The idea is basically that if you use DVCS, you keep your bug database in the repository, and move it around like the rest of your
code. It means you don't need a separate store for your bugs, you can record a fix along with committing the fix, you can see the state
of the bug database and corresponding codebase at any point in time, and the database can be used offline. It also means that QA will
need commit access to the repository, checkouts of old revisions won't include any mention of bugs they contain which were only
reported later, comments on bugs don't propagate any faster than code, and will be lost in closed branches, and there's no idea of a
canonical single bug state (although if you have a golden master repository somewhere, there sort of is). Anyway, interesting idea.
- Bugs Everywhere - works with Mercurial, Git, and many, many more; bugs are at least similar to maildir. Too many commands to list (not that many, just lazy), has
predefined metadata for issues, has email and web interfaces and so on. Pretty sweet?
- b - Mercurial extension; bugs are flat text. Commands are add, rename,
(list) users (and bugs assigned to them), assign, details, edit, comment, resolve, reopen, list (filter by owner, title), id (expand ID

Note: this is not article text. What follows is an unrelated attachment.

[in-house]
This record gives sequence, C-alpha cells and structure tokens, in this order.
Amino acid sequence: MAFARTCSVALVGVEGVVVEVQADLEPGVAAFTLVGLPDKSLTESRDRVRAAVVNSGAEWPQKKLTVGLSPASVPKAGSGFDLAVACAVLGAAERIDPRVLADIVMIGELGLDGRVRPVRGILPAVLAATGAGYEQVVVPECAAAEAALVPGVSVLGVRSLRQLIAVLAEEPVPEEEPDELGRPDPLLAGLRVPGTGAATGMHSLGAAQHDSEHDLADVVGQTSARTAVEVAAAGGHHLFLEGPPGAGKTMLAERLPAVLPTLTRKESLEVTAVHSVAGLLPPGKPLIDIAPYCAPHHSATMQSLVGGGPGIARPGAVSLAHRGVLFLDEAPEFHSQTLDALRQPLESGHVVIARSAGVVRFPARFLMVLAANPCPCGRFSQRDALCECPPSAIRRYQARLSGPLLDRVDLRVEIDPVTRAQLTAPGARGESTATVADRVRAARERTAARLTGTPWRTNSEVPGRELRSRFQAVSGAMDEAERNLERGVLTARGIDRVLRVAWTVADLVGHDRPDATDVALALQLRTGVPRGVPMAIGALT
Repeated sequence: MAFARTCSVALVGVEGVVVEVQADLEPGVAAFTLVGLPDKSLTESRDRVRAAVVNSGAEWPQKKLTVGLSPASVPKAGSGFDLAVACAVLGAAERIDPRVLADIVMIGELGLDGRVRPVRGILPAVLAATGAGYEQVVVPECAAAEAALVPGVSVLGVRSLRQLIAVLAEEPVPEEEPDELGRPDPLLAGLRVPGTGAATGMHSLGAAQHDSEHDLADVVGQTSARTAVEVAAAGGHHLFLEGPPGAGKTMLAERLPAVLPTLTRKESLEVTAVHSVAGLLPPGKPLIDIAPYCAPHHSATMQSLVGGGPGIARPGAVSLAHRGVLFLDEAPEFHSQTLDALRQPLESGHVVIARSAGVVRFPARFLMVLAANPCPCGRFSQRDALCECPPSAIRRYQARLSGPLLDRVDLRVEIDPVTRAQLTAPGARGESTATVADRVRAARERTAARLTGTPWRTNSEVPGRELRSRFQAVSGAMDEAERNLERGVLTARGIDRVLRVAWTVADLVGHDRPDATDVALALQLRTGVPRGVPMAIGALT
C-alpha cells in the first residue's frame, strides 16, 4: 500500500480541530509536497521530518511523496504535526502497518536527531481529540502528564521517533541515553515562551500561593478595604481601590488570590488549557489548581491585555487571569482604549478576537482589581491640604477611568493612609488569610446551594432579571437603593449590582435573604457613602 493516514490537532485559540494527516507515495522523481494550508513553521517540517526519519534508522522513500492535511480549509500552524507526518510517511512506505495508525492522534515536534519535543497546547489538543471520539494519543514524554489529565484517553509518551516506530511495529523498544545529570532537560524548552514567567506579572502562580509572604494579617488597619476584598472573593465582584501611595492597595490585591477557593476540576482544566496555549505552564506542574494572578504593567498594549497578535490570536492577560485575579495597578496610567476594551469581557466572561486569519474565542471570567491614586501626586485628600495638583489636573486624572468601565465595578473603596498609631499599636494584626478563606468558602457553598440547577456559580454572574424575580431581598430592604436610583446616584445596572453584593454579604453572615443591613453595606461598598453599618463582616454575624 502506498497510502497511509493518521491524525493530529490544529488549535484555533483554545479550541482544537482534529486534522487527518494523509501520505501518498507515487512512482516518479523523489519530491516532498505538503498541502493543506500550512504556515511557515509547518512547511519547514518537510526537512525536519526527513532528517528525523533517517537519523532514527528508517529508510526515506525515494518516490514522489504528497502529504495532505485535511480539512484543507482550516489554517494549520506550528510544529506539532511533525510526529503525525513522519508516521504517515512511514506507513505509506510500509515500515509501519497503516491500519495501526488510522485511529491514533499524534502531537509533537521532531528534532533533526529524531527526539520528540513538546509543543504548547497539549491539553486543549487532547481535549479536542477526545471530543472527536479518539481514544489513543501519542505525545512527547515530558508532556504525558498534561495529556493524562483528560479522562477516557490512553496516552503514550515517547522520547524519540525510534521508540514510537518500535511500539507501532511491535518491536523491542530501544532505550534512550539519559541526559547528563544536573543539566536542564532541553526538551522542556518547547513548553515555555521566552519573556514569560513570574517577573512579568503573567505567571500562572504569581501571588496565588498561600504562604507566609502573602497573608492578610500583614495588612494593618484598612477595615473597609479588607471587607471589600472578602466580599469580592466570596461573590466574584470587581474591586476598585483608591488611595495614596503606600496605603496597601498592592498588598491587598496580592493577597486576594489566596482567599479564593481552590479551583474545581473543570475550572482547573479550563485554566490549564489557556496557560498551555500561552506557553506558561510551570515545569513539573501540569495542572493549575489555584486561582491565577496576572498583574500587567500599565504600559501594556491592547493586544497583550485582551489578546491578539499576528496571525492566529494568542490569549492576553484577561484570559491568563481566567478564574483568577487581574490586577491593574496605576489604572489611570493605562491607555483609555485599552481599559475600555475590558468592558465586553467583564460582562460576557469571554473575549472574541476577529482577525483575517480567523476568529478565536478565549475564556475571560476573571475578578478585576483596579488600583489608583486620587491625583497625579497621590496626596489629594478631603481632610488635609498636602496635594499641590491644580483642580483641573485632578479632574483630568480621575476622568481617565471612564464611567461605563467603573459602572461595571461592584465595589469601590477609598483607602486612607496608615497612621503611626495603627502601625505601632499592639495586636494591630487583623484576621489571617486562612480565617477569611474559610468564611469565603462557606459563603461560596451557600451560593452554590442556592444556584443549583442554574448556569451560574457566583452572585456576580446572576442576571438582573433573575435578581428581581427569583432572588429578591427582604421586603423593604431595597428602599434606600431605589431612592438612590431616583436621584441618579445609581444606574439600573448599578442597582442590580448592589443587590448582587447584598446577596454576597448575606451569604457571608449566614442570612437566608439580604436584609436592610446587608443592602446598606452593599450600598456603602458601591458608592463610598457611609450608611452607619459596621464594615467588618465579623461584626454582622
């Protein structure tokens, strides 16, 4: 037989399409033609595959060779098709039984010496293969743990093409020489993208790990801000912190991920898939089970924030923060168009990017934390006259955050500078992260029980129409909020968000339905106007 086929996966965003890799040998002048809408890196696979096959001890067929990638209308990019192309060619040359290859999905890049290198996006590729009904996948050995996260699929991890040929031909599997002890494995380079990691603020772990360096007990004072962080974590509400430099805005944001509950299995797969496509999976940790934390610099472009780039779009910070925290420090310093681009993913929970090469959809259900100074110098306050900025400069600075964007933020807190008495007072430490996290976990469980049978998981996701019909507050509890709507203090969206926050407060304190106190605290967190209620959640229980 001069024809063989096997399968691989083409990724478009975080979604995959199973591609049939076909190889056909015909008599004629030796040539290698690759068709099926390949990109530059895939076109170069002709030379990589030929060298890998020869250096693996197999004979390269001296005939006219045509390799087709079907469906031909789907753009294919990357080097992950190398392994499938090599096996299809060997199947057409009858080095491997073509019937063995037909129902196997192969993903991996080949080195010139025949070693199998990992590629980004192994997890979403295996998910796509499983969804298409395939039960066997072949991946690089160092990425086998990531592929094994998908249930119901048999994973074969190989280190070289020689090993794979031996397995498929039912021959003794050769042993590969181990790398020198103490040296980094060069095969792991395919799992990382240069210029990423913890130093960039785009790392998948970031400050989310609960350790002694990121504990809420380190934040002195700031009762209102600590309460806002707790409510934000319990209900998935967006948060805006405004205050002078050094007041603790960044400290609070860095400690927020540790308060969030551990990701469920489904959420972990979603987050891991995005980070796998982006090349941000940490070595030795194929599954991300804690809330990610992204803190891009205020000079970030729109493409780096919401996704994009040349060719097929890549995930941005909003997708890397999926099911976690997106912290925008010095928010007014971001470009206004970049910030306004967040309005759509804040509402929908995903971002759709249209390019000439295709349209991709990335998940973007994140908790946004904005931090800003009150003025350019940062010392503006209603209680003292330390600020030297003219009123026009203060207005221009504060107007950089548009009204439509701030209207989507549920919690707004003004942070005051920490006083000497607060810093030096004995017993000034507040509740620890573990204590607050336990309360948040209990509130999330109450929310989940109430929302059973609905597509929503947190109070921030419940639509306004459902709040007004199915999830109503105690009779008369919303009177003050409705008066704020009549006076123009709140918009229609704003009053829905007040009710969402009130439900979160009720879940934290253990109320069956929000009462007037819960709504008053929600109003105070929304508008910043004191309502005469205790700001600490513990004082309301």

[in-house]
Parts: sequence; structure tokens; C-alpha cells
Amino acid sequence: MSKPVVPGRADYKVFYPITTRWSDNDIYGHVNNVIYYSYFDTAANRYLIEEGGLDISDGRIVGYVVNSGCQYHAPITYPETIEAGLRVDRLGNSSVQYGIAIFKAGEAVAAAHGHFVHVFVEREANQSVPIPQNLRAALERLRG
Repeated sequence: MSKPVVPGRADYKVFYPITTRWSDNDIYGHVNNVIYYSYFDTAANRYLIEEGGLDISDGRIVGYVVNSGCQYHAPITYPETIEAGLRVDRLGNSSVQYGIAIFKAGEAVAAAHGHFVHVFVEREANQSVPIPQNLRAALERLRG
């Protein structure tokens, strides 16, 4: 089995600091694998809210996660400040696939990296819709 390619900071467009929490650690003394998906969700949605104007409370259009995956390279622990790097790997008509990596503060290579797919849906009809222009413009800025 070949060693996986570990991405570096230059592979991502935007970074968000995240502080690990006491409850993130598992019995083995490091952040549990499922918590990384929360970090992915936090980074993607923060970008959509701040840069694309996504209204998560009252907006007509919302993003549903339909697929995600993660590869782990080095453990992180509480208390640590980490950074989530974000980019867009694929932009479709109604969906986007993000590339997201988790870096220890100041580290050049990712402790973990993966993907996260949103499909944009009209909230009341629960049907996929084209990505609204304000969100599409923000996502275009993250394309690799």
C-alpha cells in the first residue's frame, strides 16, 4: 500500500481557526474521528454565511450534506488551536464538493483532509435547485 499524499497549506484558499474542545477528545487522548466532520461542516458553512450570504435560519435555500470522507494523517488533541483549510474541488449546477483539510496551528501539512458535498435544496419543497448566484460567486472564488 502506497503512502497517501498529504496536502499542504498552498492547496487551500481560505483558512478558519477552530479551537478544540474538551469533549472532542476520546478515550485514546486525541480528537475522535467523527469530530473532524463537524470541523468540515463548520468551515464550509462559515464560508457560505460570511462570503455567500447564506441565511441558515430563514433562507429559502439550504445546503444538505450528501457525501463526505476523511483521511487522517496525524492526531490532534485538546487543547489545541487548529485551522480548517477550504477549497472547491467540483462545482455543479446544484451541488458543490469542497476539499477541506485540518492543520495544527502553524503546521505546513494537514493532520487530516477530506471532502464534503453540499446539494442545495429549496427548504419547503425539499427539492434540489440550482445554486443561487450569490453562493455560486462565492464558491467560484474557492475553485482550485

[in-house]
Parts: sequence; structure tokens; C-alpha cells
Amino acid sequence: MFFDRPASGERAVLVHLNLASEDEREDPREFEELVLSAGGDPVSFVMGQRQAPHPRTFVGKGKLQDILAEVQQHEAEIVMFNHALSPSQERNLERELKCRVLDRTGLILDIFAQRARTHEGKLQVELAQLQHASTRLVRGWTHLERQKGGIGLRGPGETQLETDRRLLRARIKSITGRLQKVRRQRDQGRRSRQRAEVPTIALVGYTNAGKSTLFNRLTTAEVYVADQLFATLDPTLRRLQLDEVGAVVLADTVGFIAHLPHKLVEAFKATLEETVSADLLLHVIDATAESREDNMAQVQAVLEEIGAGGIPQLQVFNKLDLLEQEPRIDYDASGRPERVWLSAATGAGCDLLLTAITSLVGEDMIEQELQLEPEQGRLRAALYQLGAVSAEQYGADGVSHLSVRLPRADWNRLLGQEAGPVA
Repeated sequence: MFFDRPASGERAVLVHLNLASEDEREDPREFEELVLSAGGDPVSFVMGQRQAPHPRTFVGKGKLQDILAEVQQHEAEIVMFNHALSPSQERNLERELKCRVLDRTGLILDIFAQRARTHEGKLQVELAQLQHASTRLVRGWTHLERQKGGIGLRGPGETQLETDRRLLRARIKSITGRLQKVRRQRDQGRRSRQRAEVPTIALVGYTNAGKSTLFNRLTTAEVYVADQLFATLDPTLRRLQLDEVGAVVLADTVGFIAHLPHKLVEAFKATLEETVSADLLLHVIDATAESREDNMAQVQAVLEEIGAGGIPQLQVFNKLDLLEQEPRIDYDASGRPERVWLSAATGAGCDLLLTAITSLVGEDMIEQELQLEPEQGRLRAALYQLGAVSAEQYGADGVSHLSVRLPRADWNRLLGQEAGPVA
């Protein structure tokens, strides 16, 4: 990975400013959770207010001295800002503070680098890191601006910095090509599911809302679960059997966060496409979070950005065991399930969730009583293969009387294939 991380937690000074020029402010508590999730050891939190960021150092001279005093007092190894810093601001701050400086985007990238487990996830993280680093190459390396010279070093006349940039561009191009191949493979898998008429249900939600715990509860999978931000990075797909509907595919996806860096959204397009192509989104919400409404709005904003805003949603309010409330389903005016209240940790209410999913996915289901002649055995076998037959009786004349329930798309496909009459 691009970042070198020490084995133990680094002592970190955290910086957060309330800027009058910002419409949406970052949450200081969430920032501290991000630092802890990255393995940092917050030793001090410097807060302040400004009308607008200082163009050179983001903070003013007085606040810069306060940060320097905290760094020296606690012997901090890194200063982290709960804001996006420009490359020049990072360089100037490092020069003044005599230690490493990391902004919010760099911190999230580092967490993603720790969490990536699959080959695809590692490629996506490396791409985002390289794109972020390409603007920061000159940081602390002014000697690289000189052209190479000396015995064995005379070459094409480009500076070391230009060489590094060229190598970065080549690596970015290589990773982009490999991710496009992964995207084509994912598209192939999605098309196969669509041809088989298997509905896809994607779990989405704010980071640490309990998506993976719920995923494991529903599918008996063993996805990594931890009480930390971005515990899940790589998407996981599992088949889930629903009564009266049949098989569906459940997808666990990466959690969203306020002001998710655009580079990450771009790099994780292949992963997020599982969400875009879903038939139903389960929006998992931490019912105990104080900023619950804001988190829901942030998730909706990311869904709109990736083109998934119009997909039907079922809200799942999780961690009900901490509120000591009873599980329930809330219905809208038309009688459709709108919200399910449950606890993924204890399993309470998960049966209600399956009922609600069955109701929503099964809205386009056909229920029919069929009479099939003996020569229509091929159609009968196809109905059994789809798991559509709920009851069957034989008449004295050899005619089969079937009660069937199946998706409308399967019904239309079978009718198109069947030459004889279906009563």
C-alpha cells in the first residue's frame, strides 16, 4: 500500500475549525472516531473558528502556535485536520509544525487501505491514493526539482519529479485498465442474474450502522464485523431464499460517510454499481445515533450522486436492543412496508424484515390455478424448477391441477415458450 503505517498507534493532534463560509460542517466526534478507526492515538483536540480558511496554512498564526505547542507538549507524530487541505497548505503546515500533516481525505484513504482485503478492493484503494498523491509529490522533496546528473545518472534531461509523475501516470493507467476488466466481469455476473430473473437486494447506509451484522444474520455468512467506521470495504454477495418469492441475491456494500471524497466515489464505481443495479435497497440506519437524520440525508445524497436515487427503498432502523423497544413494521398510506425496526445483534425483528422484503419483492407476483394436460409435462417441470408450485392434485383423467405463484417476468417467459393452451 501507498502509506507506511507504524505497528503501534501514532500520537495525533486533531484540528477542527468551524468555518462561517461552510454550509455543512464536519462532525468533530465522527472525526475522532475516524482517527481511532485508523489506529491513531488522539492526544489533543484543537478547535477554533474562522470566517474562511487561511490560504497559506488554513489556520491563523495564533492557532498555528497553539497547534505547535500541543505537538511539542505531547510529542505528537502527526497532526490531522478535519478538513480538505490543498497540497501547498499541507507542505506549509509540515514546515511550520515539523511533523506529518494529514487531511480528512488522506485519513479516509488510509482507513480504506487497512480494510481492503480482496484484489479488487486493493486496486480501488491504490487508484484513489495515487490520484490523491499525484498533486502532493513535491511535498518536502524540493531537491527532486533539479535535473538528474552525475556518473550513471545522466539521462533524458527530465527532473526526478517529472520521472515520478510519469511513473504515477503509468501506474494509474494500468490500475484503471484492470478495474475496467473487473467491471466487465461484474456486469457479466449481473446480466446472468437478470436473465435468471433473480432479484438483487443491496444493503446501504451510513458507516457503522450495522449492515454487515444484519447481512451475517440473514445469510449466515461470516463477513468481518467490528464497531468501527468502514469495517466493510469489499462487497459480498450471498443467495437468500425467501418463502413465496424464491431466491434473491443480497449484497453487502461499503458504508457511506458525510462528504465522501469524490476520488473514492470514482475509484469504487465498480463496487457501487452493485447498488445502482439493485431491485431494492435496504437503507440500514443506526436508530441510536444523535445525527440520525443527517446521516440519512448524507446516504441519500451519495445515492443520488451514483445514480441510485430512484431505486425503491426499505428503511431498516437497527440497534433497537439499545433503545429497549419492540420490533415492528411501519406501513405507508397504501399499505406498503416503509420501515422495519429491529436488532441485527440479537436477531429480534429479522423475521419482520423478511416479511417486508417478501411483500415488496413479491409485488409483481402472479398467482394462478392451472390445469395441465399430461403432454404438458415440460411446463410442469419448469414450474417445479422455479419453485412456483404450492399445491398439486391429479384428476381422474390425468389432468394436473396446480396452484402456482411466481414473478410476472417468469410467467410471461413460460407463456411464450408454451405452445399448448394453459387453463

prefix to full ID), version (of b).
- Artemis - Mercurial extension; bugs and comments are maildirs with arbitrary
properties in mail headers. Commands are iadd (issue or comment, can add attachments; also updates properties on existing items), ilist
(can filter by properties or predefined property filters), ishow. Fewer commands than b, but almost everything b can do, Artemis can do
with properties (can't get bug count alongside user list, can't expand ID prefix) - aliases could make it easier.
- Pitz - standalone (doesn't interact with DVCS?), works inside your repository; bugs are some
sort of YAML file or something. Seems like more of a framework for issue tracking than an issue tracker itself. Incredibly flexible.
Maybe a bit too flexible. UI for creating stuff is a Python REPL.
- TicGit(-ng) - standalone, but uses Git (standalongside?). Keeps issues on a
separate branch to code, which is interesting - i think this could be a general technique for some kinds of metadata.
- Fossil - is a DVCS! Started a few years after Git and Mercurial, it's like them, but with
built-in issue tracking, wiki, web server, and all sorts.
- Mercurial Bugtracker extension - Mercurial extension. Commands are add, close, open, modify, show, bugs.